Feb 18, 2020

Synthetic genomics – Inside the effort to create entire genomes from scratch

Posted by in categories: biotech/medical, policy

How close are we to creating a synthetic human genome?

Creating humans is also an ethical minefield. Unsettled questions about who might own a synthetic human genome abound. Boeke warns that ownership could come down to who ends up funding the project development. Rob Carlson, a co-author of the GP-Write proposal, is even more skeptical of the idea of a patented artificial human genome, pointing out via email that “as soon as there is any possibility of a synthetic genome being used to germinate a live human, then ownership is obviously out of the question anyway…because you are now talking about owning a person.”

So far the GP-write project has been more talk than action, with large consultation meetings held between scientists and policy experts. The project has yet to attract significant funding. Perhaps successes in other organisms like yeast will embolden governments and private industry to open up to the idea of a man-made human genome.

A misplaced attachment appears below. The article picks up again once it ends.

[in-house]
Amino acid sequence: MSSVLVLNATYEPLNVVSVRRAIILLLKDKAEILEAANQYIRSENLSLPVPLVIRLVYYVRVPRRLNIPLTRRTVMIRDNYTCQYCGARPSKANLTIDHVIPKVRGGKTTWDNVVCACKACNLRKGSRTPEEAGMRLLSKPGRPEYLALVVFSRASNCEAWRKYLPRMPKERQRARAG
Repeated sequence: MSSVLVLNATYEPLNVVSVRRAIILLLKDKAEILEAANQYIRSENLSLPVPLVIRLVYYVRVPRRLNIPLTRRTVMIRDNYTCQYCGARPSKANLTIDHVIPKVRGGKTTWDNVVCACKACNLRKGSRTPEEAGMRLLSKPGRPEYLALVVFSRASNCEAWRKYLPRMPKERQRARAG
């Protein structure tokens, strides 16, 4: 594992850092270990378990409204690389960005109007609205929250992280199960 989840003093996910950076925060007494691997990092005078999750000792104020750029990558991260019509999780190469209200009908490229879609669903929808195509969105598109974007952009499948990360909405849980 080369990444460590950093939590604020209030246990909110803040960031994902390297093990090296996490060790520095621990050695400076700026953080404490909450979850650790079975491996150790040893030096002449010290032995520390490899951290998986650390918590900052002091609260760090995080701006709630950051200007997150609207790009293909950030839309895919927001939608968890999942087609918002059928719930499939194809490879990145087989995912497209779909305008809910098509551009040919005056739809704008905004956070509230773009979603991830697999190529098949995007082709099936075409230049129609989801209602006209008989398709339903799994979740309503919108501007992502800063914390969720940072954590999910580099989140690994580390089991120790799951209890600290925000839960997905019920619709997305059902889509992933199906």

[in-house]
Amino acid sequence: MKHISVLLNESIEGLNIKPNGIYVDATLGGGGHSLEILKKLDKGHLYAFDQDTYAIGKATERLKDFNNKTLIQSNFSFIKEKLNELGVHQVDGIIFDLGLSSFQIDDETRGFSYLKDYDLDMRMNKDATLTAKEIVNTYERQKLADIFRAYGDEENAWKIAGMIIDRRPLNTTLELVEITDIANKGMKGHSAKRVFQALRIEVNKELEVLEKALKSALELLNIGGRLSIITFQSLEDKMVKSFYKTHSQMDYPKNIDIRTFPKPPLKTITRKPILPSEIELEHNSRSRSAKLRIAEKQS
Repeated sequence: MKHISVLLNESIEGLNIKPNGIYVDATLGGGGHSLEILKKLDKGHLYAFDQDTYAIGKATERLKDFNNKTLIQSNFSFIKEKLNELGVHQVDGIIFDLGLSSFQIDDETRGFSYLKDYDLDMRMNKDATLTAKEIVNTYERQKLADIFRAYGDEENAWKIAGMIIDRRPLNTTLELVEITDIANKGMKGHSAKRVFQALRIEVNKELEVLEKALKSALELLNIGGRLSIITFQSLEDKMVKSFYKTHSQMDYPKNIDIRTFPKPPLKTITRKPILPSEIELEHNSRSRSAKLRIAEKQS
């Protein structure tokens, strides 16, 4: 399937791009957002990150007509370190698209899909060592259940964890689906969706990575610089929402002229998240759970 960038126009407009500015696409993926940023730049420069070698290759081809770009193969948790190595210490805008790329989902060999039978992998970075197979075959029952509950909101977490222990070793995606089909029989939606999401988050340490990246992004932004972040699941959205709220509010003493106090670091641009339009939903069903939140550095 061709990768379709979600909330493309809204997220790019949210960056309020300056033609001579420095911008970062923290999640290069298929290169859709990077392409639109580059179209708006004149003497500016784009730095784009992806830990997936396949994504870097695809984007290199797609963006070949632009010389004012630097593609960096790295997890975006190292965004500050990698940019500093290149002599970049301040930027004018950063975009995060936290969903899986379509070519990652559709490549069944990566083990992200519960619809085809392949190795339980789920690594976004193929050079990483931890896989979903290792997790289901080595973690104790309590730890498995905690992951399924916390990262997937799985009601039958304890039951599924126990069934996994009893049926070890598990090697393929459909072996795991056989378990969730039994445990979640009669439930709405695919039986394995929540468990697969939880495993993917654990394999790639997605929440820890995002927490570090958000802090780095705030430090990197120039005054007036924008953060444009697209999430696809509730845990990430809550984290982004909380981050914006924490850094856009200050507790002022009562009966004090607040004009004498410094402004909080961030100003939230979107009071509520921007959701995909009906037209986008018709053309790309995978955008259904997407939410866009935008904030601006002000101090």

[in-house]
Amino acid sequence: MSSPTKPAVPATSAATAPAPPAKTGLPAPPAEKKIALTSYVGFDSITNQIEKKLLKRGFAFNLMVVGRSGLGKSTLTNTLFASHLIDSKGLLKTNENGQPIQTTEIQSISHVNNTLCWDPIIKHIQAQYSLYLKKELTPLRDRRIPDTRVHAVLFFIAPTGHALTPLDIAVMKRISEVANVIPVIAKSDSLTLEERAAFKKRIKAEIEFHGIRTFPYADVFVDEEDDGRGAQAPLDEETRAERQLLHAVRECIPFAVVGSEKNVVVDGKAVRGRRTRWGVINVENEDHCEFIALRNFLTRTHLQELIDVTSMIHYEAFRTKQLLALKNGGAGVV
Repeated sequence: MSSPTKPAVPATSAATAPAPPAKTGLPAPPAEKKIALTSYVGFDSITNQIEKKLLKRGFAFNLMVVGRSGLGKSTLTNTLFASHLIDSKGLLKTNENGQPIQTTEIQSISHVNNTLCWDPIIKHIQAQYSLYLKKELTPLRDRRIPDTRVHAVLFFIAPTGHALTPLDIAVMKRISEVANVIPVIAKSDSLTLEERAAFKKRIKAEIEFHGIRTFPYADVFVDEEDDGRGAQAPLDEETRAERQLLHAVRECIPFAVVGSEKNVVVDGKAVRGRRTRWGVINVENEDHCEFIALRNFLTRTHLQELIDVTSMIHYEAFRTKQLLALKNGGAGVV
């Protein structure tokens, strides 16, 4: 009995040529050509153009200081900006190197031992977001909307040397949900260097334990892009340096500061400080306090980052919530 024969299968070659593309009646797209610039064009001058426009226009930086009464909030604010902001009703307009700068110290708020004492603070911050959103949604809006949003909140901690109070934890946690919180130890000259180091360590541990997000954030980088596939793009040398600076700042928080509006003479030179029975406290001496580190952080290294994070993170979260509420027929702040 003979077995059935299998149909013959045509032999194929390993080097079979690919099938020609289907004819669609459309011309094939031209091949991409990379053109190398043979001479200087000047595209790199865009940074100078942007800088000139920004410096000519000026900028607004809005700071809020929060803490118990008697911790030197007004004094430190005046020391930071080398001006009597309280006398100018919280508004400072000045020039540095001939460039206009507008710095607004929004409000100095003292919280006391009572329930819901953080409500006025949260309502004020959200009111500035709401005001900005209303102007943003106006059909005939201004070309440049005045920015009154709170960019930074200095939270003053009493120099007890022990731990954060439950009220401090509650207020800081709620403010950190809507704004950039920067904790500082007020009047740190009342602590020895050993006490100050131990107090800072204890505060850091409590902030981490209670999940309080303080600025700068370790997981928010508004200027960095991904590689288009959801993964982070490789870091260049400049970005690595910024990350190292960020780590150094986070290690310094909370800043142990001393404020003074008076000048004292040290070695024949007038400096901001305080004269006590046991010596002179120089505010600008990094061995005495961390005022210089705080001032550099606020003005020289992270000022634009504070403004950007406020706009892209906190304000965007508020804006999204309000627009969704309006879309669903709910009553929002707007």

Given that building a genome is so technically demanding, and with uncertain rewards, I’ve often wondered why anyone might want to undertake such a venture. Some, like Boeke, seem to be in it mainly for the science — for the questions that can only be answered by building life from scratch. Others, like Harvard geneticist George Church, a genome sequencing pioneer and co-author of the GP-write proposal, are more excited by the potential life-changing applications. In any case, it’s clear that writing genomes is the next major scientific frontier — and that we’re well on our way to crossing it.

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